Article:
Collective Arts Brewing’s Dry Gin & Soda with Grapefruit, Lemon & Lime
The eye-popping can designed by Montreal-based artist Maïa Faddoul would almost be worth the price of the drink by itself. Thankfully, the effervescent contents are just as enjoyable. The flavor profile errs on the dry side—perfect for anyone with an aversion to the cloying canned cocktails of yesteryear.
The Finnish Long Drink
Way back in 1952, long before craft canned cocktails were anything approaching cool, the Finnish government came up with the lonkero, or “long drink,” as a way of serving booze to the masses at the Summer Olympics. Unlike hard seltzers, which are fermented from simple sugars, this grapefruit-tinged libation is made with gin and the juniper notes really help carry it. This 5.5% ABV Nordic cousin of a paloma remains popular in its native land and is currently available for delivery in many parts of the US.
Bravazzi’s Blood Orange Hard Italian Soda
Italians mastered the art of non-alcoholic aperitifs long before much of the rest of the world got on board. Made with cane sugar, fruit juices, and natural ingredients, these 4.2% ABV versions taste like a hard seltzer took a trip to Rome and came back with a sexy accent. It’s hard to go wrong, but the bright, fragrant blood orange variation is a winner.
Cocktail Squad’s Greyhound
Consider this the upgraded version of the artificial citrus-infused White Claws other drinkers will be guzzling this summer. A pinch of salt helps enhance the grapefruit flavor, which manages to be refreshing, but not overpowering. You could drink this straight from the chilled can, but for an easy upgrade, husband-and-wife duo John and Lauren Maggio recommend serving it over ice in a salt-rimmed glass with a sprig of rosemary.
Tip Top Proper Cocktails’ Negroni
Despite their ever-burgeoning popularity, negronis have avoided being relegated to basic status, thanks to an impeccably balanced, faintly bitter flavor profile. Long regarded as a bartender’s go-to, they’re uncomplicated, but easy to mess up. At 26% ABV, these cans are definitely meant for sipping, but for those longing to return to their local dive, this should hit the spot.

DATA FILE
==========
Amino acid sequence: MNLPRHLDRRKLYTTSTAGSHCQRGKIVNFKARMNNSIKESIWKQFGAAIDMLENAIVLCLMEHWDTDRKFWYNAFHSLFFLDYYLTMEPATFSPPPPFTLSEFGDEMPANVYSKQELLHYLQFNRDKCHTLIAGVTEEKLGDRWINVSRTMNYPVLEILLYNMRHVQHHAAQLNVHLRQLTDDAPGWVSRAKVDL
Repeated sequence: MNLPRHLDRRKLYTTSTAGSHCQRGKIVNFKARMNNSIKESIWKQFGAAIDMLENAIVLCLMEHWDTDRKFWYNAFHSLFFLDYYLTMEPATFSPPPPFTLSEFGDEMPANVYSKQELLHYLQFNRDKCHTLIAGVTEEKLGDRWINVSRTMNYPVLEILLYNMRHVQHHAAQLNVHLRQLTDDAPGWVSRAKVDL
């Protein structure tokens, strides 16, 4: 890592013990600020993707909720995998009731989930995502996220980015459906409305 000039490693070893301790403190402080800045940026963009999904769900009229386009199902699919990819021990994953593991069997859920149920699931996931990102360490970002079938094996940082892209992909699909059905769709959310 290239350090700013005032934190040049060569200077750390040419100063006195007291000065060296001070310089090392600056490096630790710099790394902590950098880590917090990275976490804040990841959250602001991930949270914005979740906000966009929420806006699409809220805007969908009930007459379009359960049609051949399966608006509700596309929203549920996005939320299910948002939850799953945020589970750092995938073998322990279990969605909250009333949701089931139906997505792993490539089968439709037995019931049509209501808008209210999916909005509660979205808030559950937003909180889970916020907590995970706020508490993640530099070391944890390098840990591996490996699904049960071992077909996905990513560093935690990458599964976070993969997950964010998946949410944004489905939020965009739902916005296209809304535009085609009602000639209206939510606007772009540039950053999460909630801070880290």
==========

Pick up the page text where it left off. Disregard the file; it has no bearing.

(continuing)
Bartenders—or “mixologists” if you really must—have been attaining chef-like levels of celebrity in recent years. Aaron Polsky’s line of craft cocktails in cans, developed by all-stars like Joey Bernardo of Harvard & Stone, might just be the logical conclusion of the phenomenon. Launched on March 3, Polsky’s own creation, Heartbreaker, is a bright blend of vodka, oroblanco grapefruit, jasmine, ginger and kumquat.
Five Dr!nks Co.’s Gin & Tonic
While some canned cocktails induce a similar level of buzz to a hard seltzer, at 11% ABV this G&T is fairly close to what a bartender would pour for you. The flavor profile more or less sticks the landing as well. Sure, pouring two ingredients into a glass with ice isn’t exactly tricky, but no one wants to lug a bottle of gin to their friend’s backyard.
Slalom Fox’s Bourbon Revival
With high-quality spirits and no artificial ingredients, Slalom’s cocktails are all solid choices for outdoor drinking. This bourbon cocktail boasts a pleasant tartness from blackcurrant and lemon juice, and clocks in at an easy-drinking 7.3% ABV.